J Balvin’s most recent Instagram post is from September, when he’s all smiles at home with his baby boy Río, whom he had with his longtime partner, Argentine model Valentina Ferrer. The last single he released was the Ryan Castro-assisted “Nivel de Perreo” in June.
Though he’s been spotted at events such as Paris Fashion Week and the Super Bowl, there’s a reason why the Colombian artist has decided to take a break from social media and from making music.
“Really right now, I’ve been focused on my family,” he tells Billboard. “I left social media to be connected to my reality and to my family. That has taught me a lot. To live more in the present. Obviously, I miss my fans, but when the time is right, I’ll be back.”
In spring 2022, Balvin postponed his 25-date José U.S. tour, which was scheduled to kick off April 19 in San Antonio, Texas, citing “unforeseen production challenges” due to COVID-19. That summer, he unveiled a seven-day “Niño Soñador” stint across South America, which made stops in Brazil, Argentina, Chile, Uruguay, Peru and Paraguay. In August, he performed the reggaeton-heavy “Noche de Perreo” at the MTV Video Music Awards, and in September, he dropped his latest sneakers, the Air Balvin Jordan 2. Not that long ago, he reclaimed his crown as the artist with the most videos in YouTube’s Billion Views Club (he now ties with Ozuna with 12 entries each).
The year prior, the artist born José Álvaro Osorio Balvín captured his fourth No. 1 on Billboard’s Top Latin Albums chart with his ultra-personal set José (Sueños Globales/Universal Music Latino/UMLE). But despite his recent achievements, Balvin is not quite ready for a comeback.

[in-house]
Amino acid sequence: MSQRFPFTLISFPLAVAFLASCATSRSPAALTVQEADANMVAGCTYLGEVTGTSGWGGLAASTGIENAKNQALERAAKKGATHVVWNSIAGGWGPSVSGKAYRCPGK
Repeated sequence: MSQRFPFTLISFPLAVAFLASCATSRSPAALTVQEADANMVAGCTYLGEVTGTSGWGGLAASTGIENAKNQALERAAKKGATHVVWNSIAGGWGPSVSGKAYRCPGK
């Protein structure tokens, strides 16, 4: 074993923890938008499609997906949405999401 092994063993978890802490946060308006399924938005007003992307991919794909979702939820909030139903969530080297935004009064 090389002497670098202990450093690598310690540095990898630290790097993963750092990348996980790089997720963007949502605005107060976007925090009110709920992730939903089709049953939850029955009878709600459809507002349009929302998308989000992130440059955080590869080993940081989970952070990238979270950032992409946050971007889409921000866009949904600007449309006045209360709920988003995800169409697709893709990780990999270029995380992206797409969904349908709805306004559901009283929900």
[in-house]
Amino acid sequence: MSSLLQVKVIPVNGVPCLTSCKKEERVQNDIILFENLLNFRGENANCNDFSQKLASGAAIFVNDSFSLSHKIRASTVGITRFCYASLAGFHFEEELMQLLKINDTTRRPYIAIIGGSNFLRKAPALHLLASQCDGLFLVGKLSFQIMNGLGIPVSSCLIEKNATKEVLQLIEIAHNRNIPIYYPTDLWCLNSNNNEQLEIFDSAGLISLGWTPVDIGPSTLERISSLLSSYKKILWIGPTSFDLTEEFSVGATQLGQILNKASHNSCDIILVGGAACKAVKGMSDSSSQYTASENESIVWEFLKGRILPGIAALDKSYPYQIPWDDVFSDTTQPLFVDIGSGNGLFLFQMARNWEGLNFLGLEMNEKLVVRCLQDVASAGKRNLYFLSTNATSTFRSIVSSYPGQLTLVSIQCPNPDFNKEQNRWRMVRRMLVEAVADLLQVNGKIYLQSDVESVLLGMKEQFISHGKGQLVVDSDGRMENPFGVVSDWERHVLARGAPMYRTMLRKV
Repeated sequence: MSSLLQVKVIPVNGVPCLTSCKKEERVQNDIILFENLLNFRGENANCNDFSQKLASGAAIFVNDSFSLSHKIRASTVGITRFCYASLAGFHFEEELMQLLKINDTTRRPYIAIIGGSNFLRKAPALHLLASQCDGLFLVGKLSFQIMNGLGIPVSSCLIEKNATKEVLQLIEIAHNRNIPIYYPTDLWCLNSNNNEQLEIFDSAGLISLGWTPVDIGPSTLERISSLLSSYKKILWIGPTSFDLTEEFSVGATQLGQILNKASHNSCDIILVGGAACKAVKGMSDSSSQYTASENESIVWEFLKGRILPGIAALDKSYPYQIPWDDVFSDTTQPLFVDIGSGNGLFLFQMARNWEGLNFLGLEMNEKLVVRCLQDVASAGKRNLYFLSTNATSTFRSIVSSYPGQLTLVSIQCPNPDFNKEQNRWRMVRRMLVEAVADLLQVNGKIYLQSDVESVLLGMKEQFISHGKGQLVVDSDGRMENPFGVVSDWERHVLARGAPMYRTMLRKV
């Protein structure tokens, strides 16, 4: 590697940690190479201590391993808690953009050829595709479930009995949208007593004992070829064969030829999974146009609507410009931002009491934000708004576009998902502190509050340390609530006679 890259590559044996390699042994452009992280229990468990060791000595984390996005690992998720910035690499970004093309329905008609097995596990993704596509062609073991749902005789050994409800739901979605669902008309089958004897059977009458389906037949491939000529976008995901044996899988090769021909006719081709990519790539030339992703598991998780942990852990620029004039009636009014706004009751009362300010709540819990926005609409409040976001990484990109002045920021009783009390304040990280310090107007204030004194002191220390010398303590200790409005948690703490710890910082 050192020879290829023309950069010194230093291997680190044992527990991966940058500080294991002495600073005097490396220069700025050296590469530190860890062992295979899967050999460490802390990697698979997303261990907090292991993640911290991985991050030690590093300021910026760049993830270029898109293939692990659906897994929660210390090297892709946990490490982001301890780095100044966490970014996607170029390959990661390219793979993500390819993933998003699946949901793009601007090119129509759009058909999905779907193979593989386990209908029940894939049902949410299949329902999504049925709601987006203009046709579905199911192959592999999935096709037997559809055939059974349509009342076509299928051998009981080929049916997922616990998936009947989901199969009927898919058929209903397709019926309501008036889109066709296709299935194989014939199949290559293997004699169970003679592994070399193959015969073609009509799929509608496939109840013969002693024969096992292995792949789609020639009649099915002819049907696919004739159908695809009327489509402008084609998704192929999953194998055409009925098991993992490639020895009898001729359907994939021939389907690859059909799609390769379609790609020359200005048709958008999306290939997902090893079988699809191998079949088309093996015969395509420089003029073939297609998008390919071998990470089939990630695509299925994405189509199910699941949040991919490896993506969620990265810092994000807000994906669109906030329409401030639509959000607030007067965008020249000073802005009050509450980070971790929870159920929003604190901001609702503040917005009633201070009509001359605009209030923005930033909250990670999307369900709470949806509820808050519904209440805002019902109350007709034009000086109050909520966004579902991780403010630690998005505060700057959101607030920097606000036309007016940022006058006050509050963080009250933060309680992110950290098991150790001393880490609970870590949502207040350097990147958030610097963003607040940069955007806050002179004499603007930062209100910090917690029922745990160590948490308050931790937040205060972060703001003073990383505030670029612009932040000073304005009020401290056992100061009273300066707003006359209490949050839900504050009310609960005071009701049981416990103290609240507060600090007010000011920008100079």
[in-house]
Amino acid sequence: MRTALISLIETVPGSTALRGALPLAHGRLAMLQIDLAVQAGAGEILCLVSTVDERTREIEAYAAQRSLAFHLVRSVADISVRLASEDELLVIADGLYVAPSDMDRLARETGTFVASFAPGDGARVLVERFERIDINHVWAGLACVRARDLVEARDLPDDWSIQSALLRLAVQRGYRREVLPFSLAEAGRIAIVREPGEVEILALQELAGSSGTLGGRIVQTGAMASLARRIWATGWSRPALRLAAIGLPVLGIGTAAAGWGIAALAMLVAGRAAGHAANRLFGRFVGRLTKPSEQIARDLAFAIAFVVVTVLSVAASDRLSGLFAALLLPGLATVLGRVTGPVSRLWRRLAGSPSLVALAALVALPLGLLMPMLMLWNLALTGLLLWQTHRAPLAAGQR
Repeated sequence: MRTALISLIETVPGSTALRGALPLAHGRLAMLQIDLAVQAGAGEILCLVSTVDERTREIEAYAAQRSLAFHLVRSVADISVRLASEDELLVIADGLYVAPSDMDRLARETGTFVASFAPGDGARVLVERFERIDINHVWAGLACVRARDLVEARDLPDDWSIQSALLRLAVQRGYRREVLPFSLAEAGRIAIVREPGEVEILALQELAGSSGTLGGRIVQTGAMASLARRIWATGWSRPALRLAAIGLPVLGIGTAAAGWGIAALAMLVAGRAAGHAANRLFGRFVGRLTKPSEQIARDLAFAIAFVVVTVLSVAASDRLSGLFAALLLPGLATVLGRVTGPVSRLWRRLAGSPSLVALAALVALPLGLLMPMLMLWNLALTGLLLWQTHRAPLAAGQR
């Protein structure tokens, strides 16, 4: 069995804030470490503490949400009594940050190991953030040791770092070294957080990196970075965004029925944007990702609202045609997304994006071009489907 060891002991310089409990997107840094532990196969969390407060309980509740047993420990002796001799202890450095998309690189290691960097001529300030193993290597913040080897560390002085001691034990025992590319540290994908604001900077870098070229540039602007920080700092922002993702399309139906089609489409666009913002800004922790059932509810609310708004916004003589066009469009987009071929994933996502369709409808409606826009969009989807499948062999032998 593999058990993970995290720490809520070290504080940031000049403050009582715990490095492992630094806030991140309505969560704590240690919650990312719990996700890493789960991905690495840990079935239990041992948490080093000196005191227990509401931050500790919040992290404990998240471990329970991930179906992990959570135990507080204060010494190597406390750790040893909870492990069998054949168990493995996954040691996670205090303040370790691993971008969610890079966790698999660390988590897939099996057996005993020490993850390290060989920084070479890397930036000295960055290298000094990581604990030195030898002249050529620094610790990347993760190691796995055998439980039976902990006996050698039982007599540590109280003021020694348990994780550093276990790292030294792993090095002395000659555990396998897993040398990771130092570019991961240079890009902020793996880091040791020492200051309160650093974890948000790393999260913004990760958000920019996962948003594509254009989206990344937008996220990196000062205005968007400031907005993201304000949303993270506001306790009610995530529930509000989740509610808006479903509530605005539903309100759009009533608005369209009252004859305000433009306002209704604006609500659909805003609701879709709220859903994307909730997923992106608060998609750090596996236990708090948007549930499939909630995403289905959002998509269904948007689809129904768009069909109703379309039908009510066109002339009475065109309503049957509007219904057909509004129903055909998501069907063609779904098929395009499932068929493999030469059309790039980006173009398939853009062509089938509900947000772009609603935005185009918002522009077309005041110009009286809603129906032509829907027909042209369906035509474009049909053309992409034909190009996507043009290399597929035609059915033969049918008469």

“I have made music to have a good time as always, but I don’t have a concept or an album to make yet,” he says. “But it’s because I want to have a clear, different and fresh concept. Possibly these days, the muse arrives and the concept comes to me, and from there, an album is born. It may be this year, it may be the next.”
For the time being, Balvin, who helped propel the careers of artists such as Bad Bunny, Karol G, Rosalía and Feid, is excited about the new generation of Latin urban artists — most notably La Gabi, a young Dominican rapper he signed.
“I am totally in love with what she does,” he says. “In the future, I would like to work with her, but I want her to work hard to earn her space [in the industry]. I really love what Blessd and Ryan Castro are doing with Colombian reggaeton too, but at this moment, La Gabi interests me a lot. I will continue to see what other new artists come out, because I love collaborating and elevating that.”